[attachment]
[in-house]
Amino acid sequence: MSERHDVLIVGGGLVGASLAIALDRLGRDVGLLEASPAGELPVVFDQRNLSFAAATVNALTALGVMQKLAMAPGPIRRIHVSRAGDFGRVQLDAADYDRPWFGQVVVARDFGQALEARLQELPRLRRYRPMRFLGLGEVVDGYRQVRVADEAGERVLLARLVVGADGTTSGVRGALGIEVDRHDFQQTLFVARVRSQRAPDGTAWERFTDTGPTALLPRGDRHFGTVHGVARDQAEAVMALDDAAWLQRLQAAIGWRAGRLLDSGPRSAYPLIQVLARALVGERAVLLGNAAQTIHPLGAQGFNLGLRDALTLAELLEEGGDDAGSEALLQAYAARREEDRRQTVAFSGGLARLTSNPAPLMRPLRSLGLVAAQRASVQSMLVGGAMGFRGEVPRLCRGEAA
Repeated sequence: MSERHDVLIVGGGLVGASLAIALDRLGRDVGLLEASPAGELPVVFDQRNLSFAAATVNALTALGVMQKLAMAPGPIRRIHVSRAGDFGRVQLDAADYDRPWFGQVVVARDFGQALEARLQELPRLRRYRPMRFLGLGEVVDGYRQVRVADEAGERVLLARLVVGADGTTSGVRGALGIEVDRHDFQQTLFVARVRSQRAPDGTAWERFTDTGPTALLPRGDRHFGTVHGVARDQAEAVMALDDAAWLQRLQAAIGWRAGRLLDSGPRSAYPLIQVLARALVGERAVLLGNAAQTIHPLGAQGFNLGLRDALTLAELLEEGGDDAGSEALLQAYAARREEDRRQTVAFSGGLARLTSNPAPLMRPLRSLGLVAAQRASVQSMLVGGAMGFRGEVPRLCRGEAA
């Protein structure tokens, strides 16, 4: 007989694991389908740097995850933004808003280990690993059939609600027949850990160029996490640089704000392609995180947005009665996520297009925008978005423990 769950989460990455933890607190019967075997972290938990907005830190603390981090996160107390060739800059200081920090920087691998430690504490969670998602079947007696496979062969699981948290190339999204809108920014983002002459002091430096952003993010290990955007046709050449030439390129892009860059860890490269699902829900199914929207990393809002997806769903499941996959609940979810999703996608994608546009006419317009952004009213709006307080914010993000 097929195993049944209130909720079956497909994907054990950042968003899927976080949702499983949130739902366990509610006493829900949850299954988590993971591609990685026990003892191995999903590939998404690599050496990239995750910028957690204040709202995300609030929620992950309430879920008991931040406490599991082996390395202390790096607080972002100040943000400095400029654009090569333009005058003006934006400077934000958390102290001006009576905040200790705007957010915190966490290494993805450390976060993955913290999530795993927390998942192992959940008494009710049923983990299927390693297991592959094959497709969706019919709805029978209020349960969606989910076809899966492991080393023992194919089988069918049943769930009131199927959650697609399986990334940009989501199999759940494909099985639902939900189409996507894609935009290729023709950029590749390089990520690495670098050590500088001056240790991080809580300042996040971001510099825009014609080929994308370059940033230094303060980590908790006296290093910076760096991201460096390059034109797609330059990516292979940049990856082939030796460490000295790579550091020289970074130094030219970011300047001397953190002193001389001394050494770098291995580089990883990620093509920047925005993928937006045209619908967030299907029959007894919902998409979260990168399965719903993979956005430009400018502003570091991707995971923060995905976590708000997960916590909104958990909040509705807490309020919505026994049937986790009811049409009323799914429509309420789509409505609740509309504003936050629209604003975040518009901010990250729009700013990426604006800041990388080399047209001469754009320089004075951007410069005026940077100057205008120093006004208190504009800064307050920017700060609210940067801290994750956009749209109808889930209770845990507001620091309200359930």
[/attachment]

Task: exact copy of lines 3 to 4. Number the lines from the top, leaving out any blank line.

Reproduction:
Repeated sequence: MSERHDVLIVGGGLVGASLAIALDRLGRDVGLLEASPAGELPVVFDQRNLSFAAATVNALTALGVMQKLAMAPGPIRRIHVSRAGDFGRVQLDAADYDRPWFGQVVVARDFGQALEARLQELPRLRRYRPMRFLGLGEVVDGYRQVRVADEAGERVLLARLVVGADGTTSGVRGALGIEVDRHDFQQTLFVARVRSQRAPDGTAWERFTDTGPTALLPRGDRHFGTVHGVARDQAEAVMALDDAAWLQRLQAAIGWRAGRLLDSGPRSAYPLIQVLARALVGERAVLLGNAAQTIHPLGAQGFNLGLRDALTLAELLEEGGDDAGSEALLQAYAARREEDRRQTVAFSGGLARLTSNPAPLMRPLRSLGLVAAQRASVQSMLVGGAMGFRGEVPRLCRGEAA
């Protein structure tokens, strides 16, 4: 007989694991389908740097995850933004808003280990690993059939609600027949850990160029996490640089704000392609995180947005009665996520297009925008978005423990 769950989460990455933890607190019967075997972290938990907005830190603390981090996160107390060739800059200081920090920087691998430690504490969670998602079947007696496979062969699981948290190339999204809108920014983002002459002091430096952003993010290990955007046709050449030439390129892009860059860890490269699902829900199914929207990393809002997806769903499941996959609940979810999703996608994608546009006419317009952004009213709006307080914010993000 097929195993049944209130909720079956497909994907054990950042968003899927976080949702499983949130739902366990509610006493829900949850299954988590993971591609990685026990003892191995999903590939998404690599050496990239995750910028957690204040709202995300609030929620992950309430879920008991931040406490599991082996390395202390790096607080972002100040943000400095400029654009090569333009005058003006934006400077934000958390102290001006009576905040200790705007957010915190966490290494993805450390976060993955913290999530795993927390998942192992959940008494009710049923983990299927390693297991592959094959497709969706019919709805029978209020349960969606989910076809899966492991080393023992194919089988069918049943769930009131199927959650697609399986990334940009989501199999759940494909099985639902939900189409996507894609935009290729023709950029590749390089990520690495670098050590500088001056240790991080809580300042996040971001510099825009014609080929994308370059940033230094303060980590908790006296290093910076760096991201460096390059034109797609330059990516292979940049990856082939030796460490000295790579550091020289970074130094030219970011300047001397953190002193001389001394050494770098291995580089990883990620093509920047925005993928937006045209619908967030299907029959007894919902998409979260990168399965719903993979956005430009400018502003570091991707995971923060995905976590708000997960916590909104958990909040509705807490309020919505026994049937986790009811049409009323799914429509309420789509409505609740509309504003936050629209604003975040518009901010990250729009700013990426604006800041990388080399047209001469754009320089004075951007410069005026940077100057205008120093006004208190504009800064307050920017700060609210940067801290994750956009749209109808889930209770845990507001620091309200359930």